Resilient Paulin overcoming Katrina

THE PLAN WAS for offensive lineman Dwayne Paulin to head home for Thanksgiving, enjoy a few days with family and friends and then return to Pasadena CC and finish up his AA degree. And around this time in January, the massive offensive lineman figured he'd be enrolled in classes and getting ready for spring ball. But disaster struck, and Hurricane Katrina changed everything.

Paulin (6-6, 310) headed home for Thanksgiving Break thinking he'd be back at school in a week, wrap up his AA degree and get ready for college. He ended up staying over a month in the wake of Katrina.

"If it wasn't for Hurricane Katrina, I would have been at Oregon State," said Paulin, a two year starter at PCC. "It just so happened that I went home to visit my family the Wednesday before Hurricane Katrina, and then I thought I was going to go to Oregon State. "We became just like everybody else. I was stuck down there for over a month."

Paulin and his family are okay but many of them were evacuated and obviously had their worlds turned upside down by the disaster.

WHEN HE WAS finally able to return to Pasadena, Paulin didn't score high enough on a final test and is now one class short of realizing his dream of playing college football.

"I do have my degree but there was a problem with one class," said Paulin. "I was under a lot of stress."

PAULIN IS NOW back taking classes at Pasadena in an accelerated program that will allow him to finish things up by Feb. 16. With two to play two, Paulin would be available for a school's spring session.

"I have plans on playing Division I," said Paulin. "I have my degree, just have to get that GPA up. I'm still looking for a home to go to.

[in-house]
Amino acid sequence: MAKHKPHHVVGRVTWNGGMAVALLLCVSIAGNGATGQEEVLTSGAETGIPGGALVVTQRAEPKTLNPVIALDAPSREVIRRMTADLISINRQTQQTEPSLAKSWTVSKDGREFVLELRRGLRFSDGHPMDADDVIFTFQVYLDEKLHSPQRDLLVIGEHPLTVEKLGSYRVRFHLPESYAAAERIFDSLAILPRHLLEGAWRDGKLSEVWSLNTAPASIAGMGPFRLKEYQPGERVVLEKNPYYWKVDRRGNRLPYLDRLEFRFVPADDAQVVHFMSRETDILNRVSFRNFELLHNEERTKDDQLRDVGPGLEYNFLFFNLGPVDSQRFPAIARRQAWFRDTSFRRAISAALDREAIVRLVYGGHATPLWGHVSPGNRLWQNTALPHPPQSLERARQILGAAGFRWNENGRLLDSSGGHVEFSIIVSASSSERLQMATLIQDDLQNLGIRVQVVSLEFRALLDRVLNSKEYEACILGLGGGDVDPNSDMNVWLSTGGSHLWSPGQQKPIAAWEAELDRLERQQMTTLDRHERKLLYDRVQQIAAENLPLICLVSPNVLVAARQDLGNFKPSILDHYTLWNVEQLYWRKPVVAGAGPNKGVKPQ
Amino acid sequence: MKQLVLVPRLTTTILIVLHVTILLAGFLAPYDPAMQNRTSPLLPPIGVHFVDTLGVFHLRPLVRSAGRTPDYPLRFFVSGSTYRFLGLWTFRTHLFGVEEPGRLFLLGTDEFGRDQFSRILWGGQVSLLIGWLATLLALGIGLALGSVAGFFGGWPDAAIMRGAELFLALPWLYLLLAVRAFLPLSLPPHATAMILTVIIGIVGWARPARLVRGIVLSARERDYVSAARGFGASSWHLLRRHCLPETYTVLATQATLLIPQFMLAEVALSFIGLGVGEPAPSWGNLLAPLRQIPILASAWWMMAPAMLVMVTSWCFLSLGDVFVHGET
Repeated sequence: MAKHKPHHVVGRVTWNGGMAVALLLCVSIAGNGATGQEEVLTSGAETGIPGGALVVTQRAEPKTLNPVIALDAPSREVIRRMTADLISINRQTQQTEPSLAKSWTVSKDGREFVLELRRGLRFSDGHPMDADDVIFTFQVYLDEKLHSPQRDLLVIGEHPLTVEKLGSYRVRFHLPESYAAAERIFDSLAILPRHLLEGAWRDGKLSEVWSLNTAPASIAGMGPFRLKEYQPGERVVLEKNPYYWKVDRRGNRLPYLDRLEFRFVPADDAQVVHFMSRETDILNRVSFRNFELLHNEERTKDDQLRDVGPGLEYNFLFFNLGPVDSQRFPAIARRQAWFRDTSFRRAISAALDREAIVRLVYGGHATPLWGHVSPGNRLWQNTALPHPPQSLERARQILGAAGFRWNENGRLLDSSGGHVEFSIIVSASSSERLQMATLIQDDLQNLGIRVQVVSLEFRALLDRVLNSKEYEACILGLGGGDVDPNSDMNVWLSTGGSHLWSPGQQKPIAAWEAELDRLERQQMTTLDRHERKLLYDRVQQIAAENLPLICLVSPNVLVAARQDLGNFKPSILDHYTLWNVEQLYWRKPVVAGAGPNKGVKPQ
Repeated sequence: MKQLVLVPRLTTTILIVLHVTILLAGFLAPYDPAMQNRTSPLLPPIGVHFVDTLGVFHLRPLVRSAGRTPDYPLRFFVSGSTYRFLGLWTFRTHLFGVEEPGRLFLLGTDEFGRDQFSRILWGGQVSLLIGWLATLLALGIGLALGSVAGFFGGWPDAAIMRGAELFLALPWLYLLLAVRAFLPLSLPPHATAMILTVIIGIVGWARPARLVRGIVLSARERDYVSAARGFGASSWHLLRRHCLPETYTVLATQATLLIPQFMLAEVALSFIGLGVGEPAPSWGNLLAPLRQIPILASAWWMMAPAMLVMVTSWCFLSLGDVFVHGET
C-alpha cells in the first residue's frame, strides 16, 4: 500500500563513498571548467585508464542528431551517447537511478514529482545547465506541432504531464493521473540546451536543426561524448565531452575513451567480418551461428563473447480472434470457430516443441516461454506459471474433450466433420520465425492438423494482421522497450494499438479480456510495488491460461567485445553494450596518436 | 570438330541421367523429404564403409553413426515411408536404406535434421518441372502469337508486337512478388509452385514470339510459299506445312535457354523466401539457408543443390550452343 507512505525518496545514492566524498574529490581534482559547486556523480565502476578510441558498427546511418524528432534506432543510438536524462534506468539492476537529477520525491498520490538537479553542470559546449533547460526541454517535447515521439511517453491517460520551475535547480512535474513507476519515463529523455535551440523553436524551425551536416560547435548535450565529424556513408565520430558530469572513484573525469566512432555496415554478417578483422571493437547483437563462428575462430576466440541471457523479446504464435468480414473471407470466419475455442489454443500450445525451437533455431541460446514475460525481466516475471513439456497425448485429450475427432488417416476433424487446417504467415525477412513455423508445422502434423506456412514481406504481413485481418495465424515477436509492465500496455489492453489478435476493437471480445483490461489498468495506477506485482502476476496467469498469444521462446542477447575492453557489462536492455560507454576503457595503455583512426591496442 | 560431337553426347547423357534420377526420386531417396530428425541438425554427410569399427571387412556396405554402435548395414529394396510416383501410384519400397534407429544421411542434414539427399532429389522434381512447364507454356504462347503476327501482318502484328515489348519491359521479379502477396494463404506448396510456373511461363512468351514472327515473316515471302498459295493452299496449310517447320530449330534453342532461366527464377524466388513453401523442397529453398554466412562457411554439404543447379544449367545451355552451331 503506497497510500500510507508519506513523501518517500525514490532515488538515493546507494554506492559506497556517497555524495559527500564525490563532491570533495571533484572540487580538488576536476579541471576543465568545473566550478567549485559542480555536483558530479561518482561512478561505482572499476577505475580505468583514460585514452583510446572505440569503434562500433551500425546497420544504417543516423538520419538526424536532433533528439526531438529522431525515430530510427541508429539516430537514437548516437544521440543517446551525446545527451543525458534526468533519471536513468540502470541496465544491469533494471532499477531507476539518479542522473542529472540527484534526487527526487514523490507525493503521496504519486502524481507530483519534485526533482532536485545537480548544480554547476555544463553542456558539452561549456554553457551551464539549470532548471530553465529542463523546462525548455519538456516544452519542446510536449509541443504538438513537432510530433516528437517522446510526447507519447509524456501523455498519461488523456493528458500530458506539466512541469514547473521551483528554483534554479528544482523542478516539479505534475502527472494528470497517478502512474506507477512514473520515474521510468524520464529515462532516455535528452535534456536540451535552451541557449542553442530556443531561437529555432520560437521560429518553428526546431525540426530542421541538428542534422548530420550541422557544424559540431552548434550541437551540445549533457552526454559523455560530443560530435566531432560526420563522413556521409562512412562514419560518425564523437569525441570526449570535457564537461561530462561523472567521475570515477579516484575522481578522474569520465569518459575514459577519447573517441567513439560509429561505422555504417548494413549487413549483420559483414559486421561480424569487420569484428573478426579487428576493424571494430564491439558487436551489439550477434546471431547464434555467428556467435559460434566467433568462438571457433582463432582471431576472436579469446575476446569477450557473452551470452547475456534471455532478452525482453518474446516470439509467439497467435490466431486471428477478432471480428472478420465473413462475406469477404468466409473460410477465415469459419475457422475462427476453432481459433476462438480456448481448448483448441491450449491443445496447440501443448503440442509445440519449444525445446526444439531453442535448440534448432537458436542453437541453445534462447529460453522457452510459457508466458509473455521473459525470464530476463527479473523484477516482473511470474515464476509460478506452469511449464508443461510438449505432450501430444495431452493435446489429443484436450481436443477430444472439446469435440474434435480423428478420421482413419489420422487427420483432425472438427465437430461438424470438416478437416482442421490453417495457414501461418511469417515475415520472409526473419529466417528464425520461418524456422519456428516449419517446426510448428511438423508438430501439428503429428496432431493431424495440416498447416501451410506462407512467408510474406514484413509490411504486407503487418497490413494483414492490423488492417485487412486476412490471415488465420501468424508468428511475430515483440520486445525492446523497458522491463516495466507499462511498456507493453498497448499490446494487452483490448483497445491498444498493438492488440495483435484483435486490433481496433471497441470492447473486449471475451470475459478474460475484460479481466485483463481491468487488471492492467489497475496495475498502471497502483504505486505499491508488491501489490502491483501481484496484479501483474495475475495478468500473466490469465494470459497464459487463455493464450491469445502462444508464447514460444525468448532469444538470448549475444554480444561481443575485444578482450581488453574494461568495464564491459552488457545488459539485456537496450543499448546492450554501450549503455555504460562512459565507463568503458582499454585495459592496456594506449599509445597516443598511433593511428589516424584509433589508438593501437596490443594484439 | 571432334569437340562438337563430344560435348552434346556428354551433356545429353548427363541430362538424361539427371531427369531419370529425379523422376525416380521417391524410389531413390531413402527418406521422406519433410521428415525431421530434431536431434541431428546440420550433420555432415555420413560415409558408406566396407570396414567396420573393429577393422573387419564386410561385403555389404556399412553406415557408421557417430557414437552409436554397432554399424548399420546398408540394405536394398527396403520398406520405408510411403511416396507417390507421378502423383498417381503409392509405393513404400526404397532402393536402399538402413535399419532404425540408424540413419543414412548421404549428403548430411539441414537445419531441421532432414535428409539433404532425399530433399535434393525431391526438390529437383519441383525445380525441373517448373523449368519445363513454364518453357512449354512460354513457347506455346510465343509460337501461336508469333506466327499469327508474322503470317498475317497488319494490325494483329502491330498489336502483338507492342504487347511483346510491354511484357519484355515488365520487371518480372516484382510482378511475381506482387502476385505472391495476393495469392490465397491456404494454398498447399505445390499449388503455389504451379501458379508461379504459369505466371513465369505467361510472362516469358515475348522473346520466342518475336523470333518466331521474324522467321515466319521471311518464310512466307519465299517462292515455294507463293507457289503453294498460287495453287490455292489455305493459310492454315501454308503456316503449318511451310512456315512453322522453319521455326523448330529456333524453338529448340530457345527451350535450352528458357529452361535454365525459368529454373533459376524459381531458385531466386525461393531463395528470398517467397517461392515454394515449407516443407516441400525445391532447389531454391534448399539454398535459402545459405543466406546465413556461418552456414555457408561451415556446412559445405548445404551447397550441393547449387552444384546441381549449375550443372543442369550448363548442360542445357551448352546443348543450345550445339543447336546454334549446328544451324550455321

"I can't keep my head down, though. I'm going to keep pushing. I've come too far to give up."

Paulin said hasn't heard from Oregon State of late, with recruiting coach Robin Ross having recently moved on to the Western Washington head coaching job but said he still hoped to don the black and orange. Also exacerbating his situation; a coaching change at Pasadena.

"There are some coaching changes at Pasadena so it's hard for me to get film to send out," said Paulin. "And I just don't want what I did at the junior college combine to be for nothing. I believe I am a great player but I can't get to any of my film."

Paulin excelled throughout the combine last year, particularly in the 1-on-1 drills, with college coaches later telling him he was one of the top offensive linemen in attendance.

The book on Paulin is that he has a great pair of feet and schools naturally like his prototypical size. Paulin's athleticism and agility is also uncommon for a big man; he played tight end at John F Kennedy High in New Orleans before being switched to offensive tackle.

Paulin says whatever school he ends up at, they'll be getting a player. He said he's been through a hurricane and endured other setbacks along the way, but that's only fueled his desire.

"I'm just looking for a chance right now," said Paulin. "I'm 6-6 and 310 pounds and I can move. I know some schools out there are looking for that. I just need the opportunity."

Dwayne Paulin profile

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